An investigation by French authorities has found that widespread human rights abuses have been committed in the year since the Calais migrant camp was demolished. The abuses were committed by police ordered to prevent a new camp from being established.
The investigation by France’s Ministry of Interior found that police sprayed children with strong chemicals that caused intense pain and irritation to the eyes and skin. This violence was not in self-defence, but took place as part of an ongoing campaign to make Calais a hostile environment for migrants. Children were often sprayed whilst they were asleep in woods around Calais, and their sleeping bags were also sprayed so that they could not be used again. Locally active civil society organisations (L’Auberge des Migrants and Help Refugees) complained about the attacks, but the catalyst for the inquiry was a Human Rights Watch report published in July 2017 that drew the attention of French President Emmanuel Macron.
Further evidence of police violence was collected during an inquiry by the Co-Chairs of the UK’s All Party Parliamentary Group on Trafficking and Modern Slavery. Their separate July 2017 report found that in Calais, “the actions of the French authorities to create a hostile ‘no tolerance’ policy towards migrants in Calais and surrounding areas has created such a toxic environment that children are routinely subject to police violence, sprayed with tear gas, pepper spray and hit with batons.” The report includes testimony from children who claimed to have been beaten on the legs with batons as a punishment for sleeping rough in the woods near Calais.
Protection offered by European Convention on Human Rights
But here’s the problem for those police officers and their political masters: In the aftermath of the Holocaust and World War II, France signed the European Convention of Human Rights (ECHR). Article 3 of the Convention prohibits inhuman or degrading treatment or punishment. Article 3 therefore offers protection against abuses such as; torture, severe cases of police violence and poor prison conditions. Unlike some articles of the ECHR, there are no exceptions or limitations on this human right.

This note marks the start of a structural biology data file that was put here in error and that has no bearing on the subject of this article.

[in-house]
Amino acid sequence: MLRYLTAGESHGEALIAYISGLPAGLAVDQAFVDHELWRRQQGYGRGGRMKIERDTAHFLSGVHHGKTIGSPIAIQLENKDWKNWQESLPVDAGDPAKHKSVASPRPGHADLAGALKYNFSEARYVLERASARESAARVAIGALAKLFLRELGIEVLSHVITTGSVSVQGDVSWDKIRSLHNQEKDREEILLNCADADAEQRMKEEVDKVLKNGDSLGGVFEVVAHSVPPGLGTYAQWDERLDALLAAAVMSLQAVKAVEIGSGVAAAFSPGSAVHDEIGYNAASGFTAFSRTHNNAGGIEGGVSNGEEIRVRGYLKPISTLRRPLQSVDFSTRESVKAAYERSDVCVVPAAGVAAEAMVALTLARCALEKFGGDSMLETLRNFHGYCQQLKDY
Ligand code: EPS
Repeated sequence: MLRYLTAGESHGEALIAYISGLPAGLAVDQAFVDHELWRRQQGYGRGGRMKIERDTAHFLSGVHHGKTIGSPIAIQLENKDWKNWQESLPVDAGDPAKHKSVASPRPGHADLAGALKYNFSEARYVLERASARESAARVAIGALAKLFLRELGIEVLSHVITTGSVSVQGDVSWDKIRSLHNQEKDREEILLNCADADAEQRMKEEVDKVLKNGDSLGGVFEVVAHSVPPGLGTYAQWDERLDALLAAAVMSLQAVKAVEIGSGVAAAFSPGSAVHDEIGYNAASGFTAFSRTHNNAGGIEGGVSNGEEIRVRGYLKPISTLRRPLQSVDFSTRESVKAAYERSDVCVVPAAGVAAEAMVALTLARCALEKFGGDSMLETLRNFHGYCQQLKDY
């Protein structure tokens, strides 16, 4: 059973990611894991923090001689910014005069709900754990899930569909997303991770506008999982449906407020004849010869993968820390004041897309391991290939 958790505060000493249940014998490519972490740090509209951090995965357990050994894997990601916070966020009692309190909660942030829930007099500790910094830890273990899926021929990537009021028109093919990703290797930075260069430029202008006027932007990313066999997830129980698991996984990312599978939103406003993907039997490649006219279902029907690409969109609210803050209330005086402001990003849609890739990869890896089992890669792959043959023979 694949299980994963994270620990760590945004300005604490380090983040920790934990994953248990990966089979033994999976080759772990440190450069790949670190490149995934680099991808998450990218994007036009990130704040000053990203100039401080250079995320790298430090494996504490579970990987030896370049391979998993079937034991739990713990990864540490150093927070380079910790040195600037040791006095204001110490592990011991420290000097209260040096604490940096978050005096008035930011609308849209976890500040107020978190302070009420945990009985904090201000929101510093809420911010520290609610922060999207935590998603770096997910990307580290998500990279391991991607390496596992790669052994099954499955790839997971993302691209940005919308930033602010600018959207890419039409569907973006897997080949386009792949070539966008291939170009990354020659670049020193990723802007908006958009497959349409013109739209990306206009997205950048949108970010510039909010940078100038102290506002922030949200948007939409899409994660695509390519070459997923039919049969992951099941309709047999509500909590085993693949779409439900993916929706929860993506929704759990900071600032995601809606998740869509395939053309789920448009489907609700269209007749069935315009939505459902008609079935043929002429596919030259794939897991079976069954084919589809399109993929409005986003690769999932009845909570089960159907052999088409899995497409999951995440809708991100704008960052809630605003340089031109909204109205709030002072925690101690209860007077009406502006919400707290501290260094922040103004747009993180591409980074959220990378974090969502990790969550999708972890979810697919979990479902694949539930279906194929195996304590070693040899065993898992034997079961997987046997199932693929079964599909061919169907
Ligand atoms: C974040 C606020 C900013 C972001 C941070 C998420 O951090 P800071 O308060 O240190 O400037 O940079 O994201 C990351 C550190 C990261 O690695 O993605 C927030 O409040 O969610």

Police violence in Europe has become less common over the last seventy years, as the ECHR has contributed to increasing human rights standards, law and culture. The ECHR established the European Court of Human Rights which allows individuals to take legal action against governments for violations of rights. A court judgement against a government can result in a requirement to change relevant law or practice, and a financial penalty. For example, in a prominent case about police violence (Nachova and Others versus Bulgaria, 2005), the European Court of Human Rights Grand Chamber (2005) ruled that national laws regulating policing must include a system of adequate and effective safeguards against arbitrary or abusive force, and even against avoidable accident.
Such judgements form the basis of case law that can be referred to by other courts around Europe. The type of protection offered by the Convention is not a form of absolute guarantee, but continuous system of building a human rights culture in Europe, brick by brick.
In seeking to improve standards and avoid being taken to the Court, European countries have been working together through the Council of Europe, including developing a European Code of Police Ethics. This Code is a real opportunity to improve standards.
However, whilst the trend has been positive, there have been a growing number of examples of human rights abuses over the last five years. The use of excessive force against peaceful protesters in 2013 is sometimes cited as a factor in the conflict in Ukraine. And just last month, many in Europe were surprised at the level of violence used to clear polling stations in the Catalan independence referendum.
European Code of Police Ethics
The European Code of Police Ethics was agreed by the Committee of Ministers of the Council of Europe in 2001, a body representing all member governments. It is not itself an international treaty and is not enforceable, but it is something that all governments have signed up to and can be held to account, politically, for adherence to it.